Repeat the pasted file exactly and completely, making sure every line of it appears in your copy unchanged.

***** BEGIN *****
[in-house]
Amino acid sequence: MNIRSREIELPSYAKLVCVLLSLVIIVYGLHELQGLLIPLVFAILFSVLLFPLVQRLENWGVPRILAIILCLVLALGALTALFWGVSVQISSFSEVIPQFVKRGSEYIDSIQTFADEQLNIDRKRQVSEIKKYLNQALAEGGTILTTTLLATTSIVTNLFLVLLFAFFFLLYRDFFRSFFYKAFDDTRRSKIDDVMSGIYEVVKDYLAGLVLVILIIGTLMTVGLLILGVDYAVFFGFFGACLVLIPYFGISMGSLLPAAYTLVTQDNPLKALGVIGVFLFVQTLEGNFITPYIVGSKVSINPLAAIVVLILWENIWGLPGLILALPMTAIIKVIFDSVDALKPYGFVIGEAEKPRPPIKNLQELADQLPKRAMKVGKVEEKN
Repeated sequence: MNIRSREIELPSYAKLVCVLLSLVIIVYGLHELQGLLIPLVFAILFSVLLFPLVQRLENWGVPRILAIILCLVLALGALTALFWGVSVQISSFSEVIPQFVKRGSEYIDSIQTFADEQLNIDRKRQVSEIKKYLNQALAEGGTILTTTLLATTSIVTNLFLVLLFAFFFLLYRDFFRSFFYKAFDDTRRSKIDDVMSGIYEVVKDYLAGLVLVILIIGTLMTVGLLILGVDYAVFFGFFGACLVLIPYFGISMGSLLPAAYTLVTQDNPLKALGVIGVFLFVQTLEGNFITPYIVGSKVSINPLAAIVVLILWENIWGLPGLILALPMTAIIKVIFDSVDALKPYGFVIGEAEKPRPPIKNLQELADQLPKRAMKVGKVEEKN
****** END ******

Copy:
[in-house]
Amino acid sequence: MNIRSREIELPSYAKLVCVLLSLVIIVYGLHELQGLLIPLVFAILFSVLLFPLVQRLENWGVPRILAIILCLVLALGALTALFWGVSVQISSFSEVIPQFVKRGSEYIDSIQTFADEQLNIDRKRQVSEIKKYLNQALAEGGTILTTTLLATTSIVTNLFLVLLFAFFFLLYRDFFRSFFYKAFDDTRRSKIDDVMSGIYEVVKDYLAGLVLVILIIGTLMTVGLLILGVDYAVFFGFFGACLVLIPYFGISMGSLLPAAYTLVTQDNPLKALGVIGVFLFVQTLEGNFITPYIVGSKVSINPLAAIVVLILWENIWGLPGLILALPMTAIIKVIFDSVDALKPYGFVIGEAEKPRPPIKNLQELADQLPKRAMKVGKVEEKN
Repeated sequence: MNIRSREIELPSYAKLVCVLLSLVIIVYGLHELQGLLIPLVFAILFSVLLFPLVQRLENWGVPRILAIILCLVLALGALTALFWGVSVQISSFSEVIPQFVKRGSEYIDSIQTFADEQLNIDRKRQVSEIKKYLNQALAEGGTILTTTLLATTSIVTNLFLVLLFAFFFLLYRDFFRSFFYKAFDDTRRSKIDDVMSGIYEVVKDYLAGLVLVILIIGTLMTVGLLILGVDYAVFFGFFGACLVLIPYFGISMGSLLPAAYTLVTQDNPLKALGVIGVFLFVQTLEGNFITPYIVGSKVSINPLAAIVVLILWENIWGLPGLILALPMTAIIKVIFDSVDALKPYGFVIGEAEKPRPPIKNLQELADQLPKRAMKVGKVEEKN